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    Kids in transition create art that works

    As part of a summer camp to enrich the lives of children in homeless families, an art gallery gives them a chance to express themselves in functional art.


    © St. Petersburg Times,
    published August 4, 2001

    CLEARWATER -- Six-year-old Steven Wright Jr. nestles next to his father, showing off his masterpieces: a purple tie-dyed T-shirt, a glass plate glazed with rich shades of blue and a fork adorned with clay ghosts and worms.

    His father, Steven Wright Sr., came to check out the artwork Friday at the Something Fishy gallery. It was the last day of a weeklong art class for children whose families live at the Homeless Emergency Project, where people pay reduced rent for apartments while working to get back on their feet again.

    "I hate that it's ending," the elder Wright said. "I think it really helped him a lot as far as getting along with other kids and working with his hands."

    All 21 children from the homeless project are taking part in a summer camp that gives them an opportunity to do things they may never have done before. The camp ends later this month. They visit Disney World, swim with dolphins in Key Largo and tour the Intracoastal Waterway with the Clearwater Marine Aquarium.

    "We want them to see that there's more out there. If you don't know about art or Disney World, you're not going to strive. Hopefully, it's an incentive to them," said Sandra McKenna, a spokeswoman for the homeless project.

    For most of the kids, the camp was just plain fun. For Omayra Zayas, 11, making a tie-dyed shirt was "magic."

    Martaze Townsend, 11, especially noticed the effect that creating art had on his fellow participants.

    "I like how little kids can settle, think and do what they've got to do. If they settle down, they'll be straight and do nice stuff. That's what I try to teach my brothers now," he said.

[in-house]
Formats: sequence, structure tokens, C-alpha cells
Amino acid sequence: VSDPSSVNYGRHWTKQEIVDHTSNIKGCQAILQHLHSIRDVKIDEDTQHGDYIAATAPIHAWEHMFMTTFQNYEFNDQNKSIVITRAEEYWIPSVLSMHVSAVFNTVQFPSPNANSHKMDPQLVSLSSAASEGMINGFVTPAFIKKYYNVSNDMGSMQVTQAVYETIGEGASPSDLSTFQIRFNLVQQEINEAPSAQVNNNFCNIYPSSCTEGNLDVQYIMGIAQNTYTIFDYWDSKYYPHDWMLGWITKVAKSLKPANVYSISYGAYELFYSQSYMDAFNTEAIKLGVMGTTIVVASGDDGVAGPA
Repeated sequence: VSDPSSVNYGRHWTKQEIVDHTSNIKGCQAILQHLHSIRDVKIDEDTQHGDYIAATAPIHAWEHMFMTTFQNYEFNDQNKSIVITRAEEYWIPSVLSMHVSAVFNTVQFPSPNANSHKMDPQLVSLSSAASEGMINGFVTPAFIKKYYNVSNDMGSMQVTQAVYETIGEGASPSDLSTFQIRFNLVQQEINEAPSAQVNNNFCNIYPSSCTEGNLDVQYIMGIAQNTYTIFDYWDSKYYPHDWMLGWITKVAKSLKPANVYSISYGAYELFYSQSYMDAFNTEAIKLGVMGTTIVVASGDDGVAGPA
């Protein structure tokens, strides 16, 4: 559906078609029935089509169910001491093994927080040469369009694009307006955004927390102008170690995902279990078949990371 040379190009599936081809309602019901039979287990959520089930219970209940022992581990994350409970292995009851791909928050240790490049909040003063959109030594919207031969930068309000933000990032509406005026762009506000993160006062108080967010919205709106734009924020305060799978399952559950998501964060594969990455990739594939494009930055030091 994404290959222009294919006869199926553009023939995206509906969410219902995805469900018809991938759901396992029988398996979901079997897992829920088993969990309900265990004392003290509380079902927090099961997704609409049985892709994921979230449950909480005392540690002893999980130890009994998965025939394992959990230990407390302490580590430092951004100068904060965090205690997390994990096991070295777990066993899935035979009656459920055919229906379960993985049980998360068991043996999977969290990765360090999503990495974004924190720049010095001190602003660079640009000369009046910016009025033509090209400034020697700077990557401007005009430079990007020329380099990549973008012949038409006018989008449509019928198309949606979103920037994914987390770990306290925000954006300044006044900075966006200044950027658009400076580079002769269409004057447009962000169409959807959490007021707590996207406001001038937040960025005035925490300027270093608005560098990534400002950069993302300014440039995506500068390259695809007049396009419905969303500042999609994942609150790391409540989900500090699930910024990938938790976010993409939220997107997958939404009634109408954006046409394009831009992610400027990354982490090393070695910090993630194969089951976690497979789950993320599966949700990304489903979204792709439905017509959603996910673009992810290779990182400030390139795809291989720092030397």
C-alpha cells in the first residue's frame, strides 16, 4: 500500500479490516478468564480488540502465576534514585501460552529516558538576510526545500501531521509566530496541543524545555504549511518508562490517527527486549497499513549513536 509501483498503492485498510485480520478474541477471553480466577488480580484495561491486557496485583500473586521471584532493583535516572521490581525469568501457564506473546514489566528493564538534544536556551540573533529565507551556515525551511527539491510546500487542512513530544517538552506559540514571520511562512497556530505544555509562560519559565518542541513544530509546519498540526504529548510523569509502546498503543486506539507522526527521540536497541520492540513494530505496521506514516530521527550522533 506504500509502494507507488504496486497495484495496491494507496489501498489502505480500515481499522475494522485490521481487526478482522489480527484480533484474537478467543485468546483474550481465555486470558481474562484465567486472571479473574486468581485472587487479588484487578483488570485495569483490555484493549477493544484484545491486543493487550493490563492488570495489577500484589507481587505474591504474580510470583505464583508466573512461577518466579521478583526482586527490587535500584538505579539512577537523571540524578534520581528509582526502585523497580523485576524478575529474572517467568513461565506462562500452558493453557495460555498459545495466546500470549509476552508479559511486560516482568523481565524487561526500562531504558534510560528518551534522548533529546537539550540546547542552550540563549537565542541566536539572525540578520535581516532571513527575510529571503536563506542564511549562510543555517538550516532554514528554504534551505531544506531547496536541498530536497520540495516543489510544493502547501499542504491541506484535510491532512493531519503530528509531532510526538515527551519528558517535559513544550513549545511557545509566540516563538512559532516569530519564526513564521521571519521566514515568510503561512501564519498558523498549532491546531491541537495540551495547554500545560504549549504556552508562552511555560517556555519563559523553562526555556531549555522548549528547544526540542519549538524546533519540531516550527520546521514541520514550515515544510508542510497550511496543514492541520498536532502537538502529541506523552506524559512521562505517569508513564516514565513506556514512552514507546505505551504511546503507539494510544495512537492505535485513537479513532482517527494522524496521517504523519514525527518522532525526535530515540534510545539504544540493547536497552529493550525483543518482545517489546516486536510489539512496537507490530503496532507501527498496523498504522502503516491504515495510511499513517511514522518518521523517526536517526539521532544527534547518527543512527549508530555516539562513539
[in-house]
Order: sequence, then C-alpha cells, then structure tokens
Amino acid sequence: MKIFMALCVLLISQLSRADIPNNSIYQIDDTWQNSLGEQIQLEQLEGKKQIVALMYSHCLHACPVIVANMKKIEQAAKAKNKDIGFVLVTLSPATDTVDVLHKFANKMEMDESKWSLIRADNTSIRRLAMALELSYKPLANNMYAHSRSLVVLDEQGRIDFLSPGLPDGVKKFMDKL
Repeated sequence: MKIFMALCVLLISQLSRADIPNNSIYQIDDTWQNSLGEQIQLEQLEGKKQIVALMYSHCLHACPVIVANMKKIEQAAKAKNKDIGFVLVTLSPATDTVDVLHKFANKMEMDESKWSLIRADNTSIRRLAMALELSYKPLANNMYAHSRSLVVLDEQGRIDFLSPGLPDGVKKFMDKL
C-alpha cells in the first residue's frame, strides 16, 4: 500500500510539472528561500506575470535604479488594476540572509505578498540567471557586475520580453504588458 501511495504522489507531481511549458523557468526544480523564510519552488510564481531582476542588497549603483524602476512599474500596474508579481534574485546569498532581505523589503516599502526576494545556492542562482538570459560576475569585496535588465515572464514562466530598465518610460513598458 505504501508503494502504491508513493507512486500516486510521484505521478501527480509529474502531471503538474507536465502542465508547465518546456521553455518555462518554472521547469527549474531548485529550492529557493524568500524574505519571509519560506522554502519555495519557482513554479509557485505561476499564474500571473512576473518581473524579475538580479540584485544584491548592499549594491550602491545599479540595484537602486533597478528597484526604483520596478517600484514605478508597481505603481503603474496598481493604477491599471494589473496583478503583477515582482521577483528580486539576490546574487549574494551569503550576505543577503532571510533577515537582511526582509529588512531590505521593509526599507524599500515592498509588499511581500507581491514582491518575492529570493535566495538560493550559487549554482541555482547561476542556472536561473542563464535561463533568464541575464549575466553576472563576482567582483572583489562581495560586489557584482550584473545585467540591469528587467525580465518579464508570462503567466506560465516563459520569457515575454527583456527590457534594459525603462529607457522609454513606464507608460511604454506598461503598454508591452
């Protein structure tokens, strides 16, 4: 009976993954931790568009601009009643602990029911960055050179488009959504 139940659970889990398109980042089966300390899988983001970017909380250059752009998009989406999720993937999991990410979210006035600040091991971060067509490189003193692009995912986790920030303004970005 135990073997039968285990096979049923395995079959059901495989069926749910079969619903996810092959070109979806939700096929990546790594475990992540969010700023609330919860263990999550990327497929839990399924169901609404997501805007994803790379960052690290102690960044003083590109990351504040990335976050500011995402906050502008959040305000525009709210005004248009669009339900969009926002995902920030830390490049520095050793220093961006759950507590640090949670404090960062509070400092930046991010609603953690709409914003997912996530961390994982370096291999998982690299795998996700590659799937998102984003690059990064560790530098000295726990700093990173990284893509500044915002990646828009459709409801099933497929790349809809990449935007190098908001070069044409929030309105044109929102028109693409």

This is the first time that the gallery hooked up with the Homeless Emergency Project and both parties called it a "win-win" situation. Rebecca Lett, a homeless project child advocate, drove by the gallery six weeks ago and saw a sign advertising kids classes. She called gallery owner Patti Spence to see whether the children could visit for a day. Spence offered her an entire week. Businesses and private donors also chipped in to foot the bill.

    Spence said her gallery often caters to affluent families, so she relishes opportunities to help out struggling members of the community.

    Art teachers Marla Puccinelli and Marsha Goins, who are twin sisters, taught the class. They spoke to a child psychologist to learn about the issues facing the kids. Both said they were surprised by the experience.

    "It's exhausting and energizing at the same time," Goins said. The kids don't always share their feelings, she said, "but when the parents come up and rave, we know we've done a good job," she said.

    The focus was on creating art that is functional. So the kids made silverware, pillows, T-shirts and pencil cases.

    "I think it gives kids a sense of accomplishment and a sense of permanence which they don't have," McKenna said.

    Spence thinks the partnership was a success and is planning future ventures with the Homeless Emergency Project. She is inviting the children back for Christmas and for camp next summer. Her gallery is also planning a fundraiser for the homeless project.

    Children get a lot from the art project, but the biggest bonus is pretty basic, according to Barbara Green, homeless project administrator.

    "When children come into the shelter, they've experienced lots of problems. This gives them a chance to just be children," she said.

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